Johnson had a shaky start as Mayor losing six advisers in just over a year for a litany of reasons.
Insiders place the blame for the early problems on the lack of administrative experience among the Tory leadership. Johnson was forced to rely on arch Tory moderniser Nick Boles, who headed an "implementation unit" that managed the blueprint for the Johnson mayoralty.
"The problem was that no-one in the Conservative Party had actually run anything for a decade. Nick had never run anything and now Nick was running the back office of City Hall," says one City Hall source. "This meant there were various people appointed in the first mayoral term who just didn't work out. They just weren't strong enough."
If Johnson failed in London, officials at Tory HQ worried, the party would look like a bunch of amateurs who should not be voted back into government. "They had this idea that while Boris was a great public persona, he couldn't run a whelk stall," the source recalls.
Another Johnson ally admits Tory officials saw him as an "unknown quantity" who "suddenly was governing one of the biggest and most demanding and high profile cities in the world."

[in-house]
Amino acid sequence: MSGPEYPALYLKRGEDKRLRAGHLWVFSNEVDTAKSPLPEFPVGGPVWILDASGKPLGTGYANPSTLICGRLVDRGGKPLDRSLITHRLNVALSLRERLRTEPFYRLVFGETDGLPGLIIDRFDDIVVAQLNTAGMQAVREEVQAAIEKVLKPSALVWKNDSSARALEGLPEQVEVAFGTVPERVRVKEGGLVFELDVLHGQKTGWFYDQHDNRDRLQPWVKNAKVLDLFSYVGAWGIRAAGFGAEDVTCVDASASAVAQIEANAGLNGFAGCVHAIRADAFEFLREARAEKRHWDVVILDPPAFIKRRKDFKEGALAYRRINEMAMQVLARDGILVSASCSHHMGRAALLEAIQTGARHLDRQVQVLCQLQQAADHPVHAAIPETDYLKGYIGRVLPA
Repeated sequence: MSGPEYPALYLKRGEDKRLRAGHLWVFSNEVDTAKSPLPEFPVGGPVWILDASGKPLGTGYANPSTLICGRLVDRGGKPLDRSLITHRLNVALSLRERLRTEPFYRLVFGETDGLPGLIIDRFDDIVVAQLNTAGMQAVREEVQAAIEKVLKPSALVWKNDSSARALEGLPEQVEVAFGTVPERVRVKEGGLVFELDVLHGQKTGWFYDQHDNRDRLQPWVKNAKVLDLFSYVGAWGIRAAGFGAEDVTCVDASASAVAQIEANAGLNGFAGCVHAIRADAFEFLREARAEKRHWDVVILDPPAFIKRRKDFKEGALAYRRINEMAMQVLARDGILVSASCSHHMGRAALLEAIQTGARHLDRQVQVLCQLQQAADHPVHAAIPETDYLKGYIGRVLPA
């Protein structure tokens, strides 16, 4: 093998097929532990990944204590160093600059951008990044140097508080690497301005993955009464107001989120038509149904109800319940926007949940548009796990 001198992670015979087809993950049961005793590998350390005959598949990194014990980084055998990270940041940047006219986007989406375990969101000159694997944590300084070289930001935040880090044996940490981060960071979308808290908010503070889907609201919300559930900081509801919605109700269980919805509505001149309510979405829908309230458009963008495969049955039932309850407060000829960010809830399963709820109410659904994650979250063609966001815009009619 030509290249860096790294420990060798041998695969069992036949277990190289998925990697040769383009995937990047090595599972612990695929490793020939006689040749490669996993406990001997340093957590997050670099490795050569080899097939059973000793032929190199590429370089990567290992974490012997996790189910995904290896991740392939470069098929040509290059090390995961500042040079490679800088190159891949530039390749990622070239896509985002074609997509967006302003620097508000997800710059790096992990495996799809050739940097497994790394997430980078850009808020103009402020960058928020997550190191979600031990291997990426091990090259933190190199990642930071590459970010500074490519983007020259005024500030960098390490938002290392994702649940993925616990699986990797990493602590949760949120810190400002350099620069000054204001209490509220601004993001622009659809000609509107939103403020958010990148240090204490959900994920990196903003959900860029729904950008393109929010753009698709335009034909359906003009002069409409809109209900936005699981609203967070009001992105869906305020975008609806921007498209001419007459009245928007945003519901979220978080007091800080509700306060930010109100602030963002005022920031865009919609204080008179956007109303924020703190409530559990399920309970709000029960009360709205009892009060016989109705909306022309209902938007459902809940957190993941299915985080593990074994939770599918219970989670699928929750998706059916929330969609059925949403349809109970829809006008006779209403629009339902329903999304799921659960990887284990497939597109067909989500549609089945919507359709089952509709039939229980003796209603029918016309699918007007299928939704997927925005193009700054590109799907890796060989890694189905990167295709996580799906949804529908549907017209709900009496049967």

Now, nearing the end of Johnson's second term, his allies are confident that he has proved himself well.
"Boris has effectively been doing the third biggest job in the country. After being Prime Minister and Chancellor, it's certainly the rank of a senior cabinet job," says Tory assembly member Richard Tracey. "He's certainly as well equipped as David Cameron to lead the country."
Other Tories worry about whether Johnson could be bothered to do the necessary work as Tory leader. Tory MP Brian Binley told the Huffington Post UK: "His mind is sometimes like his hair - all over the bloody place! William Hague was considered to be a great performer and a joker, but it didn't really do it, did it?"
Another Tory MP is similarly sceptical: "Boris is obviously a strong candidate but he's such a maverick that I do wonder whether the party would be prepared to put all their faith in him."
Johnson's City Hall colleagues are bullish about his prospects though, with one arguing that his success will come from the ability he has perfected to assemble a top class team.
"Boris would certainly make sure that his appointments were good in his private office," Richard Tracey says." And equally who he might choose as his cabinet ministers."
But with an inability to define a potential prime ministerial programme, and a preference for witty one-liners and clownish behaviour, Prime Minister Johnson could turn out to be a maverick, with little control over his Downing Street operation or his Cabinet.
As biographer Sonia Purnell predicts: "Boris might be quite interesting and good fun as Prime Minister, but I don't know how long he'd last."